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Sunday , July 27 , 2014
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Glare on Ulfa’s links with GNLA

- Cops claim Assam outfit imparting training to rebels

Shillong, July 26: Meghalaya police today claimed that Ulfa cadres have been imparting training to GNLA militants in making explosives.

Police are also collecting inputs on the blast which occurred near Krishnai police station in Assam’s Goalpara district on Tuesday, to verify whether the Krishnai blast was similar to yesterday’s incident in West Garo Hills.

The statement comes a day after a wired IED was detonated at Tebronggre on the Rongram-Dadenggre road last evening, killing three policemen.

“We are looking at the inputs on the Krishnai blast to see whether it has any similarity with yesterday’s incident,” Meghalaya director-general of police Peter James Pyngrope Hanaman told reporters at the police headquarters here.

According to Hanaman, the police are looking at whether the explosive, which was used in yesterday’s blast, was same as the one used in the Krishnai incident.

One person was killed and three others were injured at Krishnai and Assam police had suspected the role of the Paresh Barua group of Ulfa. Goalpara shares a border with the Garo hills.

In the last few days, the police recovered a huge cache of arms and ammunition belonging to the GNLA during raids. Among the recoveries were a large number of circuits, timers, remote-control sets intended for making IEDs.

On July 11, a raid was conducted at the camp of GNLA’s self-styled commander-in-chief Sohan D. Shira and these items were recovered, police said.

According to the police, the explosives could have been procured from Bangladesh where Ulfa cadres receive training.

While Hanaman maintained that yesterday’s incident would not affect the morale of the police in the ongoing counter-insurgency operations, he cautioned the rank and file to be a “little careful” with the GNLA’s newest capability.

Although there were earlier reports of a link between Pakistan’s ISI and Ulfa, Hanaman said there were no reports of a meeting between the ISI, Ulfa and the GNLA.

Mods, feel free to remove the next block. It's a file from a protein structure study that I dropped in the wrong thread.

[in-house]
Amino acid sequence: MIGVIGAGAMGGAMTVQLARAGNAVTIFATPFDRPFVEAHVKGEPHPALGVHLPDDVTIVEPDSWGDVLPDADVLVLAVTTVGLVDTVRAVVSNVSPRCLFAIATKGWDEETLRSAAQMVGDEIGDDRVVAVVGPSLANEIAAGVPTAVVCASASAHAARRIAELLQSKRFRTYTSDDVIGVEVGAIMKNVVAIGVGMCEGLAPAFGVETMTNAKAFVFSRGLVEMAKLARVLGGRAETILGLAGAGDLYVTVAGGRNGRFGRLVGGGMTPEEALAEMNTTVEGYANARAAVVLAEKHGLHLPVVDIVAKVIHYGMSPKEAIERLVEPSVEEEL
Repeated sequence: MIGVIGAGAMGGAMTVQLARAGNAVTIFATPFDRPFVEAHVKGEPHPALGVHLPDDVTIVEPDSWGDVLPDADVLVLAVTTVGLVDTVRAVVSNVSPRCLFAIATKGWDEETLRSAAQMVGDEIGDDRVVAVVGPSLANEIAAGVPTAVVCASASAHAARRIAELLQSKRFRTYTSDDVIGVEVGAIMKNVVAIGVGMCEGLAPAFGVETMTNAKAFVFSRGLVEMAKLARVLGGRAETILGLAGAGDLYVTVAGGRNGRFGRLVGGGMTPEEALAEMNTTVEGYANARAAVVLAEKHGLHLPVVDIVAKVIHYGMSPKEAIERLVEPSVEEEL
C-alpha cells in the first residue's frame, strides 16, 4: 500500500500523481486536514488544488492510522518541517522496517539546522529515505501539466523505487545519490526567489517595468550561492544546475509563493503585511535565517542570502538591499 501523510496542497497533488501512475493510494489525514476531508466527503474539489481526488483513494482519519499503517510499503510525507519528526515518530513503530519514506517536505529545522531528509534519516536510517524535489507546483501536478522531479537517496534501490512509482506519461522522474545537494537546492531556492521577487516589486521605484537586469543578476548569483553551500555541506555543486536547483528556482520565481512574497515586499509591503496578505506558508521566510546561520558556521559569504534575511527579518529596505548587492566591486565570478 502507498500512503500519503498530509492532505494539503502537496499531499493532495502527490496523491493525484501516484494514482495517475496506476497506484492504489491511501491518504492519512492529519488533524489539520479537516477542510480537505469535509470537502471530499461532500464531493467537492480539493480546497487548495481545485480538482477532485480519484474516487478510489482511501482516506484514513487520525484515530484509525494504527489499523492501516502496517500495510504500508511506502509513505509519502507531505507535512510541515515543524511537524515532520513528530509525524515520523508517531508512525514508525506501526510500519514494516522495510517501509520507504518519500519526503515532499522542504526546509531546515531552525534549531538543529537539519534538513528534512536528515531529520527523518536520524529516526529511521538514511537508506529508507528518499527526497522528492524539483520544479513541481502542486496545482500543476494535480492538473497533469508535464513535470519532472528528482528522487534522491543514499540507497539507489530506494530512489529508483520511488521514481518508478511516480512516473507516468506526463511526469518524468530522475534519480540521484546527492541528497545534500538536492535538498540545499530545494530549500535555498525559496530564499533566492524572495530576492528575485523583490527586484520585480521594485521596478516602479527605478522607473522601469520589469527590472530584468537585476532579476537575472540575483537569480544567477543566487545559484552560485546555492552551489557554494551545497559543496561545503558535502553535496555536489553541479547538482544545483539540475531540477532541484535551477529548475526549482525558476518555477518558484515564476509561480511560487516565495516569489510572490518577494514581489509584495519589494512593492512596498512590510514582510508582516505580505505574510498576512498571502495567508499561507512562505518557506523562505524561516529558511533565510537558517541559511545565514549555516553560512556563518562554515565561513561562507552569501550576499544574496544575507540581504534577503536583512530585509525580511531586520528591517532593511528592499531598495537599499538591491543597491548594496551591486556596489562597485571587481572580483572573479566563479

The police also believed that Ulfa leader Drishti Rajkhowa, alias Manoj Rabha, is using the Garo hills region as a safe haven.

On the GNLA-Ulfa nexus, Hanaman said that this has provided a different dimension to the problem in the western region of the state.

Inspector-general (operations) G.H.P. Raju said there were inputs that around 15 to 20 Ulfa cadres were present at Shira’s camp in the Durama hill range to train GNLA militants. The Durama hill range extends from Tura peak to near Balpakram in South Garo Hills.

Raju also said some of those who were being kidnapped from Assam are being sent to the Durama hill range until negotiations are made.

While the GNLA had refuted the charge that its cadres were behind yesterday’s incident, Raju said that as per inputs, GNLA cadres like Baichung Ch. Momin, the outfit’s “western command area commander” and Jakrak, along with others, had been camping in the village at least two days before the blast.

Hanaman maintained that the present scenario in the Garo hills was “troublesome”, but not out of control.

On the killings of three policemen, Hanaman said an amount of Rs 1 lakh was released from Meghalaya Police Social Security Scheme to each of the family members of the trio.

The families will receive Rs 7.5 lakh each as ex gratia from the state government and the next of kin of the slain police personnel would be entitled to the last pay drawn by the personnel until the notional date of retirement.

Hanaman further requested the government to consider providing employment to the eligible dependent family members of the personnel on compassionate grounds.

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